By Justin Weinstein-Tull
106 Va. L. Rev. 1031

Essentially Elective: The Law and Ideology of Restricting Abortion During the COVID-19 Pandemic

The COVID-19 pandemic has put on full display the physical and doctrinal isolation of abortion from health care more generally. In early 2020, several states proclaimed that abortions had to be stopped or delayed for lengthy or indefinitely.

By B. Jessie Hill
106 Va. L. Rev. Online 99

Pandemics, Risks, and Remedies

The coronavirus (“COVID”) pandemic exposed America’s brittle reliance on incarceration as means of promoting justice and social welfare. For each criminal detention site, a single prisoner infection ultimately threatened the entire institutional …

By Lee Kovarsky
106 Va. L. Rev. Online 71

Restoring Honor: Ending Racial Disparities in University Honor Systems

In student-led academic honor systems, students establish policies governing lying, cheating, or stealing (referred to as “academic misconduct”); adjudicate reports of academic misconduct among their peers; and determine appropriate sanctions..

By Anna G. Bobrow
106 Va. L. Rev. Online 47

Transatlantic Perspectives on the Political Question Doctrine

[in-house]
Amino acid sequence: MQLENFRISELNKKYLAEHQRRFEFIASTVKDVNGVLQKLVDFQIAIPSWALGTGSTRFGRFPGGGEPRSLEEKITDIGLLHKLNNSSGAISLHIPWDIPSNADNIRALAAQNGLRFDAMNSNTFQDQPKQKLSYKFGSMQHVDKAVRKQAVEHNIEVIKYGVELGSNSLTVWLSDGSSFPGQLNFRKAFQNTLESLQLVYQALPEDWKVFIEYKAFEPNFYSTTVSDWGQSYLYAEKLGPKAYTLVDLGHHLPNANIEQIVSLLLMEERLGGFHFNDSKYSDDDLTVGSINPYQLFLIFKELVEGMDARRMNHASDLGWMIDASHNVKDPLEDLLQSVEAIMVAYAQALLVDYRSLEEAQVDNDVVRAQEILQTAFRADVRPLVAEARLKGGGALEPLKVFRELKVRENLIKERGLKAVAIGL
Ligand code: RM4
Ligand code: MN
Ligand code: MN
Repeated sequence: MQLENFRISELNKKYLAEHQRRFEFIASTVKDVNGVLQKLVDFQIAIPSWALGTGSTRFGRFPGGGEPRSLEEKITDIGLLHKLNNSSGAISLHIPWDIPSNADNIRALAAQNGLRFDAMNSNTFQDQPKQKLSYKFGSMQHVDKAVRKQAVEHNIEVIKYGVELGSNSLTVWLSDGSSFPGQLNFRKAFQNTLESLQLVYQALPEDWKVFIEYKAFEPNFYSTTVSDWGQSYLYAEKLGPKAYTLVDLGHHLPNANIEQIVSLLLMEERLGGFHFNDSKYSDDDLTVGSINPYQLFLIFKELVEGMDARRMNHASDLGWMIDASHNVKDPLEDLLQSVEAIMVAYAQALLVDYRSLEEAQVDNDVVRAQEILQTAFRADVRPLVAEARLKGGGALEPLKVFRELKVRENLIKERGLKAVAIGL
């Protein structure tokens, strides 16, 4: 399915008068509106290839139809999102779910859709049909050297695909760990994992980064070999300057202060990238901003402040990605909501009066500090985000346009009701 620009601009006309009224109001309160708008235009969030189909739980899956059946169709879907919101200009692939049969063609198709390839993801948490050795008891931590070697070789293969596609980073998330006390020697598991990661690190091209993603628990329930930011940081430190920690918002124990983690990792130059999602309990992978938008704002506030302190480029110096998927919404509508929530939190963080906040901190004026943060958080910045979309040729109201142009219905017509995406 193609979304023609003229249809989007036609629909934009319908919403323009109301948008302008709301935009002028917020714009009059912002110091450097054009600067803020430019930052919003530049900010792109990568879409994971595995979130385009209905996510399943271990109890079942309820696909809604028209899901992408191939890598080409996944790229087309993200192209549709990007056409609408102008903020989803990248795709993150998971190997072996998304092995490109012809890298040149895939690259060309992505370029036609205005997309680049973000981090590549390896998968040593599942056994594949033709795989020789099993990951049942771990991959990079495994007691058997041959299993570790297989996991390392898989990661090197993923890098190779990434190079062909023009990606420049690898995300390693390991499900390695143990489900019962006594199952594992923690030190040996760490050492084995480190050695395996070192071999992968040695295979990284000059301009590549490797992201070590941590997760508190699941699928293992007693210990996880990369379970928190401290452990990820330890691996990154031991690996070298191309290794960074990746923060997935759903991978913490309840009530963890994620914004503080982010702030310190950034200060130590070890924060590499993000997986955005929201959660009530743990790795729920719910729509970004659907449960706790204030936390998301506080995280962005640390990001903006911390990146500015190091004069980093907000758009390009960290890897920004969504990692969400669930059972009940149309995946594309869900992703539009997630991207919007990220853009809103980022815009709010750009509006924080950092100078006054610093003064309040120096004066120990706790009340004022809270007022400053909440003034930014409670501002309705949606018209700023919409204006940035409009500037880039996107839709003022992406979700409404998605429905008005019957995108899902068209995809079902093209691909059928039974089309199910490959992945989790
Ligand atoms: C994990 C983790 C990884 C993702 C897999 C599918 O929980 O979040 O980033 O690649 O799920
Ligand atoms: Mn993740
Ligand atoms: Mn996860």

On September 24, 2019, the Supreme Court of the United Kingdom (UKSC) unanimously invalidated U.K. Prime Minister Boris Johnson’s attempt to suspend (or “prorogue”) Parliament. The UKSC’s decision, R (Miller) v. Prime Minister (Miller/Cherry), was a …

By Jackson A. Myers
106 Va. L. Rev. 1007

Designing Business Forms to Pursue Social Goals

The long-standing debate about the purpose and role of business firms has recently regained momentum. Business firms face growing pressure to pursue social goals and benefit corporation statutes proliferate across many U.S. states. This trend is …

By Ofer Eldar
106 Va. L. Rev. 937

Manipulating Opportunity

Concerns about online manipulation have centered on fears about undermining the autonomy of consumers and citizens. What has been overlooked is the risk that the same techniques of personalizing information online can also threaten equality. When …

By Pauline T. Kim
106 Va. L. Rev. 867

Measuring Algorithmic Fairness